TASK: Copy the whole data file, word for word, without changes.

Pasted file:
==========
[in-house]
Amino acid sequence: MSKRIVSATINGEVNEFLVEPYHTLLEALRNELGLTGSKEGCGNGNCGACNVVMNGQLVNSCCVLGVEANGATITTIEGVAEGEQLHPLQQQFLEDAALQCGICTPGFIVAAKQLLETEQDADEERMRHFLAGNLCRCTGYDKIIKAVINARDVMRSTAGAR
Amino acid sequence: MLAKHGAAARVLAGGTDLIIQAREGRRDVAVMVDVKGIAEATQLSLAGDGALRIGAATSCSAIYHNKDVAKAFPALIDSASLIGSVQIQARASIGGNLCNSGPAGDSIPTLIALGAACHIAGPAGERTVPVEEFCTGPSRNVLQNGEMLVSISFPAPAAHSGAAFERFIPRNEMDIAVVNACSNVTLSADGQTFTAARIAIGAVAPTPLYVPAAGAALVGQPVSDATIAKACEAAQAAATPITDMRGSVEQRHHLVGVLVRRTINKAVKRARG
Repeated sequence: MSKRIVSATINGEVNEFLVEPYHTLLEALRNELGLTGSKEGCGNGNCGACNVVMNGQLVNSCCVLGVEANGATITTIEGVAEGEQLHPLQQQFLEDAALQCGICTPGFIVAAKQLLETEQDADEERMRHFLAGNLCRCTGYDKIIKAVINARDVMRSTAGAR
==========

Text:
[in-house]
Amino acid sequence: MSKRIVSATINGEVNEFLVEPYHTLLEALRNELGLTGSKEGCGNGNCGACNVVMNGQLVNSCCVLGVEANGATITTIEGVAEGEQLHPLQQQFLEDAALQCGICTPGFIVAAKQLLETEQDADEERMRHFLAGNLCRCTGYDKIIKAVINARDVMRSTAGAR
Amino acid sequence: MLAKHGAAARVLAGGTDLIIQAREGRRDVAVMVDVKGIAEATQLSLAGDGALRIGAATSCSAIYHNKDVAKAFPALIDSASLIGSVQIQARASIGGNLCNSGPAGDSIPTLIALGAACHIAGPAGERTVPVEEFCTGPSRNVLQNGEMLVSISFPAPAAHSGAAFERFIPRNEMDIAVVNACSNVTLSADGQTFTAARIAIGAVAPTPLYVPAAGAALVGQPVSDATIAKACEAAQAAATPITDMRGSVEQRHHLVGVLVRRTINKAVKRARG
Repeated sequence: MSKRIVSATINGEVNEFLVEPYHTLLEALRNELGLTGSKEGCGNGNCGACNVVMNGQLVNSCCVLGVEANGATITTIEGVAEGEQLHPLQQQFLEDAALQCGICTPGFIVAAKQLLETEQDADEERMRHFLAGNLCRCTGYDKIIKAVINARDVMRSTAGAR